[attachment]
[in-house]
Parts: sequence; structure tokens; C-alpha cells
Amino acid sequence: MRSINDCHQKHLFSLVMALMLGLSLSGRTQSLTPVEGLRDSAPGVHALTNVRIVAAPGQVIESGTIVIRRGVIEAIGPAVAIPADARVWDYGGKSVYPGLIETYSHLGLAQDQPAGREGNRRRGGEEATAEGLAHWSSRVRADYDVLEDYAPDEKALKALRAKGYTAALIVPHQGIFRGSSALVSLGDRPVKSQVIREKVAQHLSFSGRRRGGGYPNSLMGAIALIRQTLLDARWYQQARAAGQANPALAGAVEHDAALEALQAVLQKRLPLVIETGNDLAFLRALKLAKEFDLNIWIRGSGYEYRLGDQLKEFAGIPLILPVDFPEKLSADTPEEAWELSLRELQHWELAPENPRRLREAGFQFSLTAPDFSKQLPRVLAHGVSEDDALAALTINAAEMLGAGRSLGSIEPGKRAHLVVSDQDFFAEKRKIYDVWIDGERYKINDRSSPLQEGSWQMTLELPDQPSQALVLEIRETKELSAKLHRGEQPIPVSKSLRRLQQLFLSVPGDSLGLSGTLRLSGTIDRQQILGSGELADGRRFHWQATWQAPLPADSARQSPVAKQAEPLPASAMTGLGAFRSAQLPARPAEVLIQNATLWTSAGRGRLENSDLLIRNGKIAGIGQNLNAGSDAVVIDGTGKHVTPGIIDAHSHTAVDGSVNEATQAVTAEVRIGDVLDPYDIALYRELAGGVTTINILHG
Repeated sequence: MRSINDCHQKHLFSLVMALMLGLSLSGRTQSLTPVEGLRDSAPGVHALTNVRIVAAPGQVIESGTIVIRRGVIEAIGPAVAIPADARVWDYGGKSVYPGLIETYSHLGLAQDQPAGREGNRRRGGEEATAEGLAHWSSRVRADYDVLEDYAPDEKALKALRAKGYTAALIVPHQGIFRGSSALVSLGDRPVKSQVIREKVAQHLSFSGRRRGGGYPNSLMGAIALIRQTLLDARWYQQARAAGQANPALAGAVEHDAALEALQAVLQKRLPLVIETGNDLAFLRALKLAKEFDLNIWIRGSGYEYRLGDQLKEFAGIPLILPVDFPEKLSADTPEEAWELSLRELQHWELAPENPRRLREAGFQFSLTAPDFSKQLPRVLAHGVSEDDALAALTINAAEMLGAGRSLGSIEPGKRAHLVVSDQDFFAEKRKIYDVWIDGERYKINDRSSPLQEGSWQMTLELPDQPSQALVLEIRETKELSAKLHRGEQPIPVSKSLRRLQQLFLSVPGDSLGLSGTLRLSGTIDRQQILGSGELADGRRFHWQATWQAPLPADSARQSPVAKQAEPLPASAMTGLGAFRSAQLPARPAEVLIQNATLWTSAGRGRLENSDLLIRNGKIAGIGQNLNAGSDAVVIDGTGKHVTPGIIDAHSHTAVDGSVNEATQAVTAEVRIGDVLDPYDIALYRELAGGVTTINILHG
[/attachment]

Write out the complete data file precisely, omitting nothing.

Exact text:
[in-house]
Parts: sequence; structure tokens; C-alpha cells
Amino acid sequence: MRSINDCHQKHLFSLVMALMLGLSLSGRTQSLTPVEGLRDSAPGVHALTNVRIVAAPGQVIESGTIVIRRGVIEAIGPAVAIPADARVWDYGGKSVYPGLIETYSHLGLAQDQPAGREGNRRRGGEEATAEGLAHWSSRVRADYDVLEDYAPDEKALKALRAKGYTAALIVPHQGIFRGSSALVSLGDRPVKSQVIREKVAQHLSFSGRRRGGGYPNSLMGAIALIRQTLLDARWYQQARAAGQANPALAGAVEHDAALEALQAVLQKRLPLVIETGNDLAFLRALKLAKEFDLNIWIRGSGYEYRLGDQLKEFAGIPLILPVDFPEKLSADTPEEAWELSLRELQHWELAPENPRRLREAGFQFSLTAPDFSKQLPRVLAHGVSEDDALAALTINAAEMLGAGRSLGSIEPGKRAHLVVSDQDFFAEKRKIYDVWIDGERYKINDRSSPLQEGSWQMTLELPDQPSQALVLEIRETKELSAKLHRGEQPIPVSKSLRRLQQLFLSVPGDSLGLSGTLRLSGTIDRQQILGSGELADGRRFHWQATWQAPLPADSARQSPVAKQAEPLPASAMTGLGAFRSAQLPARPAEVLIQNATLWTSAGRGRLENSDLLIRNGKIAGIGQNLNAGSDAVVIDGTGKHVTPGIIDAHSHTAVDGSVNEATQAVTAEVRIGDVLDPYDIALYRELAGGVTTINILHG
Repeated sequence: MRSINDCHQKHLFSLVMALMLGLSLSGRTQSLTPVEGLRDSAPGVHALTNVRIVAAPGQVIESGTIVIRRGVIEAIGPAVAIPADARVWDYGGKSVYPGLIETYSHLGLAQDQPAGREGNRRRGGEEATAEGLAHWSSRVRADYDVLEDYAPDEKALKALRAKGYTAALIVPHQGIFRGSSALVSLGDRPVKSQVIREKVAQHLSFSGRRRGGGYPNSLMGAIALIRQTLLDARWYQQARAAGQANPALAGAVEHDAALEALQAVLQKRLPLVIETGNDLAFLRALKLAKEFDLNIWIRGSGYEYRLGDQLKEFAGIPLILPVDFPEKLSADTPEEAWELSLRELQHWELAPENPRRLREAGFQFSLTAPDFSKQLPRVLAHGVSEDDALAALTINAAEMLGAGRSLGSIEPGKRAHLVVSDQDFFAEKRKIYDVWIDGERYKINDRSSPLQEGSWQMTLELPDQPSQALVLEIRETKELSAKLHRGEQPIPVSKSLRRLQQLFLSVPGDSLGLSGTLRLSGTIDRQQILGSGELADGRRFHWQATWQAPLPADSARQSPVAKQAEPLPASAMTGLGAFRSAQLPARPAEVLIQNATLWTSAGRGRLENSDLLIRNGKIAGIGQNLNAGSDAVVIDGTGKHVTPGIIDAHSHTAVDGSVNEATQAVTAEVRIGDVLDPYDIALYRELAGGVTTINILHG